Warsaw and Moscow must build ties: Poland's Walesa
Warsaw and Moscow must do all they can to keep ties on an even keel, communist-era Polish opposition chief Lech Walesa said Monday as Russian President Dmitry Medvedev embarked on a landmark state visit.
"We're condemned to co-exist. When we fall out, others take advantage. Enough of that game! We need to have normal ties once and for all," Walesa told Polish rolling news channel TVN24.
"We live in a period when there's nothing to be gained from fighting. These days we're traders, and you don't kill traders," he added.
Walesa said Poland and Russia should boost ties in a swathe of sectors, from business to culture and tourism to youth exchanges.
"This is an opportunity that needs seizing. Young Russians are very open, well-educated and intelligent. We can get along with them," he said.
Medvedev's state visit, the first to Poland by a Kremlin leader in nine years, comes amid a thaw in what has long been a rocky relationship between Moscow and its communist-era satellite Poland.
Fences have been mended gradually since Poland's liberals beat a conservative, nationalist party in a 2007 general election.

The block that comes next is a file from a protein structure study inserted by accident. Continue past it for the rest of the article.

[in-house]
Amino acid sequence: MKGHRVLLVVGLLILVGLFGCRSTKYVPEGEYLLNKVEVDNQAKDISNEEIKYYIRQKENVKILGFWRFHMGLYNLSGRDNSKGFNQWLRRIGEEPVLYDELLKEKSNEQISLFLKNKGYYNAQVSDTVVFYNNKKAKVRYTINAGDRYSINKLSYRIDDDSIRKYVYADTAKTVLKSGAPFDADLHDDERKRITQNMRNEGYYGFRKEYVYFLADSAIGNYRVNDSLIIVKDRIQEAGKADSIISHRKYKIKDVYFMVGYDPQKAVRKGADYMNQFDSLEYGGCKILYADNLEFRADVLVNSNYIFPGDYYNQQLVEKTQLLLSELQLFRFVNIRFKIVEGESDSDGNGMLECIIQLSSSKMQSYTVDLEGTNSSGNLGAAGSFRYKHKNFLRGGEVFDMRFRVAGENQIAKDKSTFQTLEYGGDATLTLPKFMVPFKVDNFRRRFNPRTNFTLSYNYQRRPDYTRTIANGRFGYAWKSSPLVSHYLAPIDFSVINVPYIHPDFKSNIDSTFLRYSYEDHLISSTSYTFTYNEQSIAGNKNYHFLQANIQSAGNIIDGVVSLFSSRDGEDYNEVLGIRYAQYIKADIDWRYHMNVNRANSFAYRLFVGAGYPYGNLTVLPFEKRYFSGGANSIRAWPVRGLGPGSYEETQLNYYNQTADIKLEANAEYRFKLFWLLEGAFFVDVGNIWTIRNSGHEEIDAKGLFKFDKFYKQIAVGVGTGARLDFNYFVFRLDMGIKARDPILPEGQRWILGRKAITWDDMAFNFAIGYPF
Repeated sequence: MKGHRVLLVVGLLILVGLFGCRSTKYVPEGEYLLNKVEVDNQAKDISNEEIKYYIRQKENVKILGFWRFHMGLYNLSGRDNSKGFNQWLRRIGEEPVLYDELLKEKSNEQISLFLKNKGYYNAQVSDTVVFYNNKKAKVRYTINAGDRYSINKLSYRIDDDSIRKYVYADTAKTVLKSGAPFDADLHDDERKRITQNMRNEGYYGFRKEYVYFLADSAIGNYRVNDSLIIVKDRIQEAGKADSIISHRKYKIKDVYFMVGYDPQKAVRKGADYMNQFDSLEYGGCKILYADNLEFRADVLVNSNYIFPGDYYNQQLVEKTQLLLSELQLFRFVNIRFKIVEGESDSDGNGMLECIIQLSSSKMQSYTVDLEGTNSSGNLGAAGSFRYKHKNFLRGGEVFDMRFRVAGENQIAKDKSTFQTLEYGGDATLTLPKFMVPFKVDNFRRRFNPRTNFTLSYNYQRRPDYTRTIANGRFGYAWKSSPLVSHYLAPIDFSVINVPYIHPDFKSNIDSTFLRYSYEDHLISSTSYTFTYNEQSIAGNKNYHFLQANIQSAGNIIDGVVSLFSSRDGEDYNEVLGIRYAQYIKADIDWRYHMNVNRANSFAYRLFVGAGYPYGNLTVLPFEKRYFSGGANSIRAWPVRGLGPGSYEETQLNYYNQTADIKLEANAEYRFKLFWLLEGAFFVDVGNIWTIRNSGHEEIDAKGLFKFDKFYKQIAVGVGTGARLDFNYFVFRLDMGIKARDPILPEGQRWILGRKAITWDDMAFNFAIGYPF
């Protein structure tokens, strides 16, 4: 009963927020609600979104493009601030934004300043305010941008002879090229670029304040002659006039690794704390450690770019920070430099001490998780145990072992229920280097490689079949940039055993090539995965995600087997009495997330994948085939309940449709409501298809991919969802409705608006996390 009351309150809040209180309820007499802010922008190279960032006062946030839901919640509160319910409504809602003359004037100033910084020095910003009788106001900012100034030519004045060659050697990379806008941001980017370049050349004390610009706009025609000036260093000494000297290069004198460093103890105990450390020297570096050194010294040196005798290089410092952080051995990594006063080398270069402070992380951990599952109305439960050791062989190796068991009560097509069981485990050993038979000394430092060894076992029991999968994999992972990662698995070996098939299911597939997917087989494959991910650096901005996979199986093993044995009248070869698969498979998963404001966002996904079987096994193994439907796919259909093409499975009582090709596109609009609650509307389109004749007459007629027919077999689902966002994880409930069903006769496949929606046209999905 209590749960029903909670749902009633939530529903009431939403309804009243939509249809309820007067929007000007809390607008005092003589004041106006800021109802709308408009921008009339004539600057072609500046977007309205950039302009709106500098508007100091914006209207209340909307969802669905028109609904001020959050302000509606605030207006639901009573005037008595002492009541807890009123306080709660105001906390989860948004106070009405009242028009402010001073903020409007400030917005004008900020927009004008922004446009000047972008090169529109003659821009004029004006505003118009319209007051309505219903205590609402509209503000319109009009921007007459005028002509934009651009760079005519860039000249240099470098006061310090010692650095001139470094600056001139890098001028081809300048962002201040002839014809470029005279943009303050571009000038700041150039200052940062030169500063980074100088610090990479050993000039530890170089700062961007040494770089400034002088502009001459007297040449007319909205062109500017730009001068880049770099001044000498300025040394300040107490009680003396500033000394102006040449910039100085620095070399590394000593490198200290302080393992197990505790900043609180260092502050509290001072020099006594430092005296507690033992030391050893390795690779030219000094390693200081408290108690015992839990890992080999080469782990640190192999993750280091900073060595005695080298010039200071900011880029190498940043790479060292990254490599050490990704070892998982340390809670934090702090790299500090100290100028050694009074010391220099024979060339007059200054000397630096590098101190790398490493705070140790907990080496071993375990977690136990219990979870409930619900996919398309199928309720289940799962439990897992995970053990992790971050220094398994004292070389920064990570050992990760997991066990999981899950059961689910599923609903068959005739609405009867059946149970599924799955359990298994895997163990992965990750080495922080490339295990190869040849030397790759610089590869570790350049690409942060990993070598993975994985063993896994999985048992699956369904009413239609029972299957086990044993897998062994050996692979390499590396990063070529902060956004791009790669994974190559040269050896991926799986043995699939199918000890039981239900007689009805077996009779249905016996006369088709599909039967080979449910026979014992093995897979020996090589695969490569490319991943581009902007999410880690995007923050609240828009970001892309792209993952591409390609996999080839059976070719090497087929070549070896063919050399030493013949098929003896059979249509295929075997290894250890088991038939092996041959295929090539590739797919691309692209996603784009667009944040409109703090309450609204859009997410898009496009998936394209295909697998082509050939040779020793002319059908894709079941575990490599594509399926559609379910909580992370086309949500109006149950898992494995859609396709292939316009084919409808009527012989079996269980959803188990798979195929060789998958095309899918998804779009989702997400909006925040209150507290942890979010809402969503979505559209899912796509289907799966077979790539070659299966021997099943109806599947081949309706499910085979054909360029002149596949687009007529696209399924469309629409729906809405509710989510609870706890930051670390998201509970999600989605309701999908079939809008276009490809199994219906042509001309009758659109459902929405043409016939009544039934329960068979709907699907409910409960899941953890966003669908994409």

The relationship has improved further amid shared mourning after Poland's president Lech Kaczynski died in a plane crash in Russia in April as he landed for a World War II memorial ceremony.
Walesa, a former shipyard electrician, was among the founders of Poland's Solidarity trade union and opposition in 1980.
He won the Nobel Peace Prize in 1983 for his non-violent struggle against Warsaw's communist regime, which finally crumbled in 1989, sounding the death-knell for the entire Soviet bloc two years later.
He was elected president of Poland in 1990 and served one five-year term.
Polish-Russian relations have often been frosty in the post-Soviet era, notably after Poland joined NATO in 1999 and the European Union in 2004.
© 2010 AFP